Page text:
Figuring out just how many birds and bats are killed by the spinning blades of wind turbines has always been an inexact science. The tiny carcasses are easily hidden by by grass and shrubs, and many are spirited away by scavengers before researchers arrive. Help, however, could be just a wagging tail away: In Portugal, researchers have shown that specially-trained “carcass dogs” can track down corpses easily missed by human searchers.

Conservation biologists are no strangers to canine-assisted research. Scientists have used dogs to detect and track everything from right whales to bears, João Paula of the Portugese consulting firm Bio3 and colleagues report in the Journal for Nature Conservation. One 2006 study even suggested dogs could help assess bat fatalities at wind farms.

To test that idea, and see how well dogs might do with dead birds, the team worked with the Special Operations Group of the Portuguese Public Security Police (PSP) to train a two-year-old female German shepherd to detect dead birds and bats. “To ensure the dog was trained to detect several avian carcass scents, rather than just a single species, the training used a variable number of 17 different bird and bat species, collected in field surveys,” the researchers note.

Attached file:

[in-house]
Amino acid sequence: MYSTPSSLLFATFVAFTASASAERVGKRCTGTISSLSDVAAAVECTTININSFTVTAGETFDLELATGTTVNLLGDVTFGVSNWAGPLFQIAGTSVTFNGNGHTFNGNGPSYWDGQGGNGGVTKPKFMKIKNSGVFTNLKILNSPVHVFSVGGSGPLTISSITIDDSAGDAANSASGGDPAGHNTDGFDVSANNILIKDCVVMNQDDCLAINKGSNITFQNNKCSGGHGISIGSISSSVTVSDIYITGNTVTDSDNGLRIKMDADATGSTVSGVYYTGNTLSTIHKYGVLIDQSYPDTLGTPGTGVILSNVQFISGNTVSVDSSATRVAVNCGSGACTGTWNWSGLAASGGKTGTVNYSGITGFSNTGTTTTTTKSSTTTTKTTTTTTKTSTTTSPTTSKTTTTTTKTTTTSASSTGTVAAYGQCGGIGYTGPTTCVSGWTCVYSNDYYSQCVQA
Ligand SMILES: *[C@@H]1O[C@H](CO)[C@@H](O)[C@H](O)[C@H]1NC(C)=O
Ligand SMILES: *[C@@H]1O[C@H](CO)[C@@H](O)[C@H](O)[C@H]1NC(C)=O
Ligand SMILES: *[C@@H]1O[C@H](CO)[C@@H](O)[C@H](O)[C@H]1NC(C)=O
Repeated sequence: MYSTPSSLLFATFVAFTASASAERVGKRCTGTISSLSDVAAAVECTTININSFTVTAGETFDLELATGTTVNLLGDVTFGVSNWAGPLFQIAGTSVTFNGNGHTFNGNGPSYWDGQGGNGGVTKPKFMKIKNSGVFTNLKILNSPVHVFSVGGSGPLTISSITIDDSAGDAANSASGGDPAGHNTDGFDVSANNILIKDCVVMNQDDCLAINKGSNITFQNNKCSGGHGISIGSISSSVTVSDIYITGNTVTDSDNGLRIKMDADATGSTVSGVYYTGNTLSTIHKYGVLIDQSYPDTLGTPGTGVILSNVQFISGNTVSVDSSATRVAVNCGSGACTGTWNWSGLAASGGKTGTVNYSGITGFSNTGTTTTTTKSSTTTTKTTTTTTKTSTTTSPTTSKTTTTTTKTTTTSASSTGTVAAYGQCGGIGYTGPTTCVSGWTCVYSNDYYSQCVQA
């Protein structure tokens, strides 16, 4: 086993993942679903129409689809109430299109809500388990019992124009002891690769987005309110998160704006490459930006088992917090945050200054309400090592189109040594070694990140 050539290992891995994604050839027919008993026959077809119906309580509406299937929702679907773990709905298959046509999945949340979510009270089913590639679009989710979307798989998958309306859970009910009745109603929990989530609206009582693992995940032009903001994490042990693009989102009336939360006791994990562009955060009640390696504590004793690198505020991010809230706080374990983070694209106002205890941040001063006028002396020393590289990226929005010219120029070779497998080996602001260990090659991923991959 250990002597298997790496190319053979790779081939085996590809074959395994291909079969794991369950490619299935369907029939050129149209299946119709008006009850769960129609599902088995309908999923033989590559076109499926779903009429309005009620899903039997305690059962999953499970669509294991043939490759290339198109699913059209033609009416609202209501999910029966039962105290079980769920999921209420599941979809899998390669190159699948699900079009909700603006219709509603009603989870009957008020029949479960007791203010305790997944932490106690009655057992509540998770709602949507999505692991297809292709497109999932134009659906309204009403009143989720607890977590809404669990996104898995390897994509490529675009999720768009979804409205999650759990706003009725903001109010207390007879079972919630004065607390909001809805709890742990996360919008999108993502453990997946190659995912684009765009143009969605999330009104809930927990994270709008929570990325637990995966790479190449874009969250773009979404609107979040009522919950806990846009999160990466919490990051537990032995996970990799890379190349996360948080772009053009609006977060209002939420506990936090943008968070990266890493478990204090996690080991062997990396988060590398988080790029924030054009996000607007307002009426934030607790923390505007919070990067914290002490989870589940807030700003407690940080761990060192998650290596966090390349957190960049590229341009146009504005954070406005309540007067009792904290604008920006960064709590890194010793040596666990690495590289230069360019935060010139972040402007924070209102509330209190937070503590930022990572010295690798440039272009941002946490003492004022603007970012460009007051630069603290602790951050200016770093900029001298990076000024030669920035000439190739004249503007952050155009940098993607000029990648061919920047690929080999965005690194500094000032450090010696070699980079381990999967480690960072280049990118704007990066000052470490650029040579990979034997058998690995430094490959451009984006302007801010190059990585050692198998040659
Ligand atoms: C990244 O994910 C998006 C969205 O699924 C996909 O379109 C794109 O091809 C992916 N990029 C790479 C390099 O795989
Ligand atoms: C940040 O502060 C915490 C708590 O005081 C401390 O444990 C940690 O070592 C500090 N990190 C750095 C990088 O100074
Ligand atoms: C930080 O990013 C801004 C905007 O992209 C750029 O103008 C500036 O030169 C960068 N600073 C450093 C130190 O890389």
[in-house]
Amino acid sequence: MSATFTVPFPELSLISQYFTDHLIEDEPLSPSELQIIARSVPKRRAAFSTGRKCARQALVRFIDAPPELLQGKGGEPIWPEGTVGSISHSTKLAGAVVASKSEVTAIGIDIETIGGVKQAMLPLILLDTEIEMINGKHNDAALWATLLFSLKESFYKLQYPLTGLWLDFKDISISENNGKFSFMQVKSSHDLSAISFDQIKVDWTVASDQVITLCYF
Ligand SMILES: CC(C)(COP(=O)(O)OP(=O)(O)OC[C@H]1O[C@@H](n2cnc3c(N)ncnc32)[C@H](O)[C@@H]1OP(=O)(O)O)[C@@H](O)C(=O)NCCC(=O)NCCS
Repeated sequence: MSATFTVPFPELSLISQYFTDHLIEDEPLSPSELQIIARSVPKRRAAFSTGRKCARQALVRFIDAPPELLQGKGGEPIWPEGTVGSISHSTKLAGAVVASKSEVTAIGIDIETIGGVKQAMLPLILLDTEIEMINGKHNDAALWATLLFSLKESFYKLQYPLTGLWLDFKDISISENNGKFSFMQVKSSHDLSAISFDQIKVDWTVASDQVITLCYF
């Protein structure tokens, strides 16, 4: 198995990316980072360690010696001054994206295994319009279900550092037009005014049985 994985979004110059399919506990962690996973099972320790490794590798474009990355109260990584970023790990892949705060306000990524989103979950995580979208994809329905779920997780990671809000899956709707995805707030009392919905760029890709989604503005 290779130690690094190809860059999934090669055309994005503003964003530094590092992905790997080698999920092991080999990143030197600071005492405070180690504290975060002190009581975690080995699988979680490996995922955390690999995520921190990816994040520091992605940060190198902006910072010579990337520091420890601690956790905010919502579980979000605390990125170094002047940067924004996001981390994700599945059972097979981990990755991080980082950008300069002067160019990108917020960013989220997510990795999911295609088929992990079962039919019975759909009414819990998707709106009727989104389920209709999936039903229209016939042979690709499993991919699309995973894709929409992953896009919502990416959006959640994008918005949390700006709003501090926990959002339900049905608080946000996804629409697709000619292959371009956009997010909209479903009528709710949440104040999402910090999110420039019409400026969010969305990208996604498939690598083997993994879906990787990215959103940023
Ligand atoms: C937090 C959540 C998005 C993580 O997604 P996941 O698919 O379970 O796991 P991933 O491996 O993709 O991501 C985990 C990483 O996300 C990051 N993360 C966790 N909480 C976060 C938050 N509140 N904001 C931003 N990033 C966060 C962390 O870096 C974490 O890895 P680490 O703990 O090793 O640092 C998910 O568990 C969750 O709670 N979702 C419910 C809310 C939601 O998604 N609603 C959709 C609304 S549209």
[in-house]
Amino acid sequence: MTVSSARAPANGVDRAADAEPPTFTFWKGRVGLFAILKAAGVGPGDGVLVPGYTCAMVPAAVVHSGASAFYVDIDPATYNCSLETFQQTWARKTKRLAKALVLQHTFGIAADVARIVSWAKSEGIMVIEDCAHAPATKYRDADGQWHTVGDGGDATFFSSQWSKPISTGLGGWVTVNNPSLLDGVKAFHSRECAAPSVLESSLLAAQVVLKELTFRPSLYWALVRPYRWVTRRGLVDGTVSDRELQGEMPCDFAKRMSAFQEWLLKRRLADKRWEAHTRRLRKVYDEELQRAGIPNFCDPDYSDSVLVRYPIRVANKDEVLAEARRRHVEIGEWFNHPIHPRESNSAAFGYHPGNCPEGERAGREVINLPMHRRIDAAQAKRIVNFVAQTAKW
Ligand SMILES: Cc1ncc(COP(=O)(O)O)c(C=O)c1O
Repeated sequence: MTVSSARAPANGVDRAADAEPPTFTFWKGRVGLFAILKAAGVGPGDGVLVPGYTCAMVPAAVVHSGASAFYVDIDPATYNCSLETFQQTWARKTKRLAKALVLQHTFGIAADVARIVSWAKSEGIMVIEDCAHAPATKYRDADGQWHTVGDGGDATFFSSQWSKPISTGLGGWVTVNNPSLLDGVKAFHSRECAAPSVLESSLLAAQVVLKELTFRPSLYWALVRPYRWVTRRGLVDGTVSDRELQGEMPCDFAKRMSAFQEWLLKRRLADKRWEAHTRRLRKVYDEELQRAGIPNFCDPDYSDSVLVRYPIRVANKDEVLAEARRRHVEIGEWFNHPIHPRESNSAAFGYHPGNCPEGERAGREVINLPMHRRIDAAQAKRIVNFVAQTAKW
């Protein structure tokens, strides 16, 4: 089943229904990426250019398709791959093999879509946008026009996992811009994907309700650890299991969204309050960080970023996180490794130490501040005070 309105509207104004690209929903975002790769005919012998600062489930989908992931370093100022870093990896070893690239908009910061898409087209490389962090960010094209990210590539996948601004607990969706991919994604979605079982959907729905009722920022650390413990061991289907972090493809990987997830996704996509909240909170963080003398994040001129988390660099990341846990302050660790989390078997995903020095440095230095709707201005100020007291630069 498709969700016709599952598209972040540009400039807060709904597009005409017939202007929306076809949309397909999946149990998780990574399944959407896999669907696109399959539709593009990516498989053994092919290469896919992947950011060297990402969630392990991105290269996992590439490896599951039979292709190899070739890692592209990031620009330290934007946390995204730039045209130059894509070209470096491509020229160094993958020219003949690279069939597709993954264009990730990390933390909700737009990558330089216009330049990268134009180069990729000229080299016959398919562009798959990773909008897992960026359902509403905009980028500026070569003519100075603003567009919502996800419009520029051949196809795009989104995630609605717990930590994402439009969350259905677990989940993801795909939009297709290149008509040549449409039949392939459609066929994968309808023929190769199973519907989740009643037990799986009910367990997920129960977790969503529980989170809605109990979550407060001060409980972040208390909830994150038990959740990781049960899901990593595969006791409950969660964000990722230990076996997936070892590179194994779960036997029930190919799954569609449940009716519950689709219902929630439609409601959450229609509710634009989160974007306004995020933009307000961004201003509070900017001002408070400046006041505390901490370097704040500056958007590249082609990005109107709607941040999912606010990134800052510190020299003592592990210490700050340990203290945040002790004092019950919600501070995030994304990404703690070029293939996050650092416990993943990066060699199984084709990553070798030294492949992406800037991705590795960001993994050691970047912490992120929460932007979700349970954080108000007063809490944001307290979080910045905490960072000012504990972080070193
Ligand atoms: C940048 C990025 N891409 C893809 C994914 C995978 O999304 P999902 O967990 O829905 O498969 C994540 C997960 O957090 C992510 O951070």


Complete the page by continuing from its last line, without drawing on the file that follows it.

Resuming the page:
Then, the researchers set up dog vs. human field trials at a Portuguese wind farm, scattering 30 carcasses in a variety of habitats. It was no contest. The dog detected 96% of the carcasses (missing just one during the trials). But the best humans could do was 20%. Although the dog did have trouble crashing through some thorn bushes is search of a carcass, even thick vegetation didn’t compromise “detection accuracy” – and neither did weather conditions or the carcass’s state of decay. The results “demonstrate the usefulness of dogs in field surveys to improve birdstrike mortality estimates at wind farms and other anthropogenic structures that cause bird fatalities worldwide,” the researchers conclude.

One downside, they concede, is that using a trained dog and its handler could be more expensive than using human searchers to conduct monitoring studies. But the improved accuracy could be worth they cost, they note. And they suggest the time might be right for nations with booming wind industries to establish a “certification process for dogs searching for bird corpses associated with vertical collision hazards.”  But “since it is difficult to obtain fresh corpses from wild species” for dog training, the use of raised birds “is encouraged.” David Malakoff | March 14, 2011

Source: Paula, J., Leal, M., Silva, M., Mascarenhas, R., Costa, H., & Mascarenhas, M. (2011). Dogs as a tool to improve bird-strike mortality estimates at wind farms. Journal for Nature Conservation DOI: 10.1016/j.jnc.2011.01.002

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